Interestingly for a man who has used music to escape his own personal ghetto, rap isn't his bag at all. As befits a life lived under the influence of the passion and up-tempo melodies of the Philadelphia Sound, he tries to keep clear of rap's negativity. His two sons, Russell and Mark, aged 18 and 22, haven't been short of an extensive musical education, naturally, but they still bring home the odd CD of sin. "I tell them that of course they can appreciate rap, but they have to always be aware that it's not about them. I don't want anybody telling me how hard their life is. I know, I've been there."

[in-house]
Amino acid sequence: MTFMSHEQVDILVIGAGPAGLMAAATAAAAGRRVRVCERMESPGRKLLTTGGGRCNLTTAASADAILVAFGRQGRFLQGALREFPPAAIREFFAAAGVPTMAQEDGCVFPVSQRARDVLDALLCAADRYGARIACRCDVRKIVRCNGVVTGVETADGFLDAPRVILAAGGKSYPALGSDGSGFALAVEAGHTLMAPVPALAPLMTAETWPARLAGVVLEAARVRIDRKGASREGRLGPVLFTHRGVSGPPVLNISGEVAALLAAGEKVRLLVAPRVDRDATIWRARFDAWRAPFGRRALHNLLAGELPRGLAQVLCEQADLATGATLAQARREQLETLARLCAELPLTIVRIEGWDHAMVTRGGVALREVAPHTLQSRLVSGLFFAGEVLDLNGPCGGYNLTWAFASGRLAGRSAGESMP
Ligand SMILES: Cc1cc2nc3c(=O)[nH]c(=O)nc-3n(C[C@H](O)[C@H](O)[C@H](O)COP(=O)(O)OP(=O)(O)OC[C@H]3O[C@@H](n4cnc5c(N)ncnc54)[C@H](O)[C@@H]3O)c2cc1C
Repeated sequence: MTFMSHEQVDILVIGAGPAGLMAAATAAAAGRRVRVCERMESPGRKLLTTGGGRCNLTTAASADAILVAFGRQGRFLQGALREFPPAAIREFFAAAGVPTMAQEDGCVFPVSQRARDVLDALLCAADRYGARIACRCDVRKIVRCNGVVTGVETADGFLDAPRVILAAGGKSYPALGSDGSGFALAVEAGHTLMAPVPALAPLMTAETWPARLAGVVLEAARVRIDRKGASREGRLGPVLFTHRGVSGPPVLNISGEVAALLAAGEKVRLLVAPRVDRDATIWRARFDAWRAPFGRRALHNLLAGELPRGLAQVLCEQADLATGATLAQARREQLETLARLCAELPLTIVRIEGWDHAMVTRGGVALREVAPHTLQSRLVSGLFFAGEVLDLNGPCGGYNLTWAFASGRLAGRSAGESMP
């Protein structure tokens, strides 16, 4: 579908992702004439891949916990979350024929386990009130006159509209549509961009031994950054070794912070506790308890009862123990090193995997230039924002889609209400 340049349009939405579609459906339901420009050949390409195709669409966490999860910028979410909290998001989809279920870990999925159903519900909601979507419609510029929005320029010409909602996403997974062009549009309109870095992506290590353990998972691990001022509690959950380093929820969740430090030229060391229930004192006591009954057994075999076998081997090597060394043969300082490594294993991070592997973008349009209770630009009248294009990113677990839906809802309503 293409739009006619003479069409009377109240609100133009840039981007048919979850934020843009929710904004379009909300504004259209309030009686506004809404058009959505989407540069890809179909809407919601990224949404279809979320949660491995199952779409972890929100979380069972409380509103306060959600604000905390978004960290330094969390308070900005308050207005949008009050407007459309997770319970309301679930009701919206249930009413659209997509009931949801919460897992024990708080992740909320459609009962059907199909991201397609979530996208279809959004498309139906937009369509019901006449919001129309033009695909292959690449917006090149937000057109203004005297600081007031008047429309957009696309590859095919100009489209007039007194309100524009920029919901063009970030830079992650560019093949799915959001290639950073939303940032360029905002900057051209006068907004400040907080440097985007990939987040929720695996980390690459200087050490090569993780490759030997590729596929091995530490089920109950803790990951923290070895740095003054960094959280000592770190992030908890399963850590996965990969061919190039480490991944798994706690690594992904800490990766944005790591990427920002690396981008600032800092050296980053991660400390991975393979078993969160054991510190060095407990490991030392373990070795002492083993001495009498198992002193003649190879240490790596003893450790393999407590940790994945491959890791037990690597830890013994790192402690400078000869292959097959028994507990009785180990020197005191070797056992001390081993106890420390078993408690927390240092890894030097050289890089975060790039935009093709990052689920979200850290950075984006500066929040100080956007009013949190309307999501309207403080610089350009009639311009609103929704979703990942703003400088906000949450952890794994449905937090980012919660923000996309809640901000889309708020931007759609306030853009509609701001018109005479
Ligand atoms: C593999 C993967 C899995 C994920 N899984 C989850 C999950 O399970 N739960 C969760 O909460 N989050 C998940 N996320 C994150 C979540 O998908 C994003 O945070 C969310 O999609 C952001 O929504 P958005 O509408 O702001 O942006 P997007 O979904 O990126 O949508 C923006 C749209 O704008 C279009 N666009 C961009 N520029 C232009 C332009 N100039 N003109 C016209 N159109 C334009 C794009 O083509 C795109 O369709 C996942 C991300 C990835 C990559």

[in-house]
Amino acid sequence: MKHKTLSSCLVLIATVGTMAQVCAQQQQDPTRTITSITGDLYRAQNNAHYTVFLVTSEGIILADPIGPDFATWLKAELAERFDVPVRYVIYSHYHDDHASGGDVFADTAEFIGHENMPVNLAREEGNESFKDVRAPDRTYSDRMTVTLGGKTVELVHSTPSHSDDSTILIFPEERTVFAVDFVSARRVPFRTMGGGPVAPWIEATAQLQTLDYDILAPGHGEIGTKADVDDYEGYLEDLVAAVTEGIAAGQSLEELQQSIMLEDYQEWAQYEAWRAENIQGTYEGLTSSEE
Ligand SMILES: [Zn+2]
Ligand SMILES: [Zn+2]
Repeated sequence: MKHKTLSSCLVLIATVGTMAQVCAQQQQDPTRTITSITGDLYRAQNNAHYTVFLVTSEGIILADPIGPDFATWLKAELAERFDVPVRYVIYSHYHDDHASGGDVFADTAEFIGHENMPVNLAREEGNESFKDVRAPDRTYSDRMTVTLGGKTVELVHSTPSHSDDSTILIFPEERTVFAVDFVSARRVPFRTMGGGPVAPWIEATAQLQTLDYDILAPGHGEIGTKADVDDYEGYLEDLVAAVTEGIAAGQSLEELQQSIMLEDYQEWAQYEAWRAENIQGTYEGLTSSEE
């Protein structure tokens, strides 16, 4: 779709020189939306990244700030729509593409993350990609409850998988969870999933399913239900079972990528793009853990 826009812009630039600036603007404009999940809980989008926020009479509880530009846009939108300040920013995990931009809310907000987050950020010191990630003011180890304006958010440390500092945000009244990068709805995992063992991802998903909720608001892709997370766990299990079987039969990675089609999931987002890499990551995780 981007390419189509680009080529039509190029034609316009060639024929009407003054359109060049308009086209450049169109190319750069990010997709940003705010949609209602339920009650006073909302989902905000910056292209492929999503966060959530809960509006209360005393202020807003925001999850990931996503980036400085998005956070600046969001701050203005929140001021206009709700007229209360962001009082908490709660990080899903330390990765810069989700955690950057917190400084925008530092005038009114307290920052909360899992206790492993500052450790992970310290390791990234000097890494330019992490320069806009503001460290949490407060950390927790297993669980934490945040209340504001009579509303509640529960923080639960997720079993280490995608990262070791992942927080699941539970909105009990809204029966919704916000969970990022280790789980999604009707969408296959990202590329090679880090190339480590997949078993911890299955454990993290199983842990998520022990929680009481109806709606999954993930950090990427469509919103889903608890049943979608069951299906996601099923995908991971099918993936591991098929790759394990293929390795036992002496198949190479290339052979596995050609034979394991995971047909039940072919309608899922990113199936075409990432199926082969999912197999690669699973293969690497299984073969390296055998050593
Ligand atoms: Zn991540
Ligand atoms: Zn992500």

Jay has that sort of old-fashioned family-values attitude to good living that's all too rare. Even that pith helmet seems to be a statement of maintaining standards."There are those who are into fashion and those who are into style, and you can make up your own mind as to which one I'm into," he says. "I've always worn a hat. I can take it off, pull out my afro and nobody recognises me. But it's also because there was a time when hats were symbolic of elegance. You weren't dressed without one. It's all about being attentive to the details." *

Norman Jay plays at the Notting Hill Carnival on 27 and 28 Aug. "Good Times with Joey and Norman Jay" (Nuphonic) goes on sale tomorrow.